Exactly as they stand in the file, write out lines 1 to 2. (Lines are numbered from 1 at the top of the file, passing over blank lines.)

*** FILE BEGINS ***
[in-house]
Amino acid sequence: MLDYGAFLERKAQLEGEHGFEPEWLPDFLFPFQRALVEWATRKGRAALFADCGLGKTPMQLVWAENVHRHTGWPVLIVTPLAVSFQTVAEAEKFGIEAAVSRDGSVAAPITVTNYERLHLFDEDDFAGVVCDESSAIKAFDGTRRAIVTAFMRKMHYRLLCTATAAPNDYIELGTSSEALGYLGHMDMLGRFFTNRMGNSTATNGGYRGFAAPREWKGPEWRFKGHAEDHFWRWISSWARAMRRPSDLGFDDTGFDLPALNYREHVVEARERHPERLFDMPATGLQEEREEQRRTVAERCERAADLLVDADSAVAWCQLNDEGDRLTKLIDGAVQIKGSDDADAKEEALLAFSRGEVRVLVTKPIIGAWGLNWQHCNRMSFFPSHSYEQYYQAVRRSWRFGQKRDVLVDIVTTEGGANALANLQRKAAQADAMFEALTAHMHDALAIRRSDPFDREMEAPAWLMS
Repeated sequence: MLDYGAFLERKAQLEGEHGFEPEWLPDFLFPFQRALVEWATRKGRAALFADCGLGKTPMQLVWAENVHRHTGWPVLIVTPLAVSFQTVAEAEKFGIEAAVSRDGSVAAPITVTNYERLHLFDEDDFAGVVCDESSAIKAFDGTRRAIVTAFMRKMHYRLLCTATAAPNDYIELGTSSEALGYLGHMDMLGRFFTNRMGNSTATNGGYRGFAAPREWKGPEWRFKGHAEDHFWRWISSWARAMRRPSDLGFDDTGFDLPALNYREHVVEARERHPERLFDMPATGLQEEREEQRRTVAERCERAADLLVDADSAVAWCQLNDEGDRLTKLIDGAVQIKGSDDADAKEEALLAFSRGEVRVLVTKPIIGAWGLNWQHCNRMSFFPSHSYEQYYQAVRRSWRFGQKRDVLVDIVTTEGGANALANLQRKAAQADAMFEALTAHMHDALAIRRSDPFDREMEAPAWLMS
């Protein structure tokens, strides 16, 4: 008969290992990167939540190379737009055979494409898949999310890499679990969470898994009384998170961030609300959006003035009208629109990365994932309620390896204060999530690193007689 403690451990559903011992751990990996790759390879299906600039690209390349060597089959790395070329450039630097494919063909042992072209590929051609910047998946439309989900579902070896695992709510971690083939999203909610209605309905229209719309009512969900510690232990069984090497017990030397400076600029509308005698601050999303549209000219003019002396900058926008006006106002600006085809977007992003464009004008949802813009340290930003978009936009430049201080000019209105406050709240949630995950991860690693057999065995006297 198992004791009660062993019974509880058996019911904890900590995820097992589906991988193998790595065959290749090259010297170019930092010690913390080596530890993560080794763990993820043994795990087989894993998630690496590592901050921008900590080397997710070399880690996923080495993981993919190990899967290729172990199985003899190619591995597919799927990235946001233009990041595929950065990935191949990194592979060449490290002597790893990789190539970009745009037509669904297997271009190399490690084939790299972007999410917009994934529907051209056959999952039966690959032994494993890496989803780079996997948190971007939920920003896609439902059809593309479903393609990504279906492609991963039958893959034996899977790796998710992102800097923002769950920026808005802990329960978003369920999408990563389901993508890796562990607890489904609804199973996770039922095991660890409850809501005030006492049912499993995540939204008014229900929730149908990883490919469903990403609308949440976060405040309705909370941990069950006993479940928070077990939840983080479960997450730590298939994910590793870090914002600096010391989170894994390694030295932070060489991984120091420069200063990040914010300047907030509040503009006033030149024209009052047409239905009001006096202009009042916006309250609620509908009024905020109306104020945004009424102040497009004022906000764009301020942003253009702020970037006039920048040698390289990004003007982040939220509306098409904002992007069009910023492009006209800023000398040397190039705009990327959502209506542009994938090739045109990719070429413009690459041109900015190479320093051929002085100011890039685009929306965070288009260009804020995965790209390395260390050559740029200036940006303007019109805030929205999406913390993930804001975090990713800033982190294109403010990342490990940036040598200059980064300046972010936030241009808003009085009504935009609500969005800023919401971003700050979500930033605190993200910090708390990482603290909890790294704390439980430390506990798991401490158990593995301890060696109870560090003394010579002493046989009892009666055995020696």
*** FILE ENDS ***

[in-house]
Amino acid sequence: MLDYGAFLERKAQLEGEHGFEPEWLPDFLFPFQRALVEWATRKGRAALFADCGLGKTPMQLVWAENVHRHTGWPVLIVTPLAVSFQTVAEAEKFGIEAAVSRDGSVAAPITVTNYERLHLFDEDDFAGVVCDESSAIKAFDGTRRAIVTAFMRKMHYRLLCTATAAPNDYIELGTSSEALGYLGHMDMLGRFFTNRMGNSTATNGGYRGFAAPREWKGPEWRFKGHAEDHFWRWISSWARAMRRPSDLGFDDTGFDLPALNYREHVVEARERHPERLFDMPATGLQEEREEQRRTVAERCERAADLLVDADSAVAWCQLNDEGDRLTKLIDGAVQIKGSDDADAKEEALLAFSRGEVRVLVTKPIIGAWGLNWQHCNRMSFFPSHSYEQYYQAVRRSWRFGQKRDVLVDIVTTEGGANALANLQRKAAQADAMFEALTAHMHDALAIRRSDPFDREMEAPAWLMS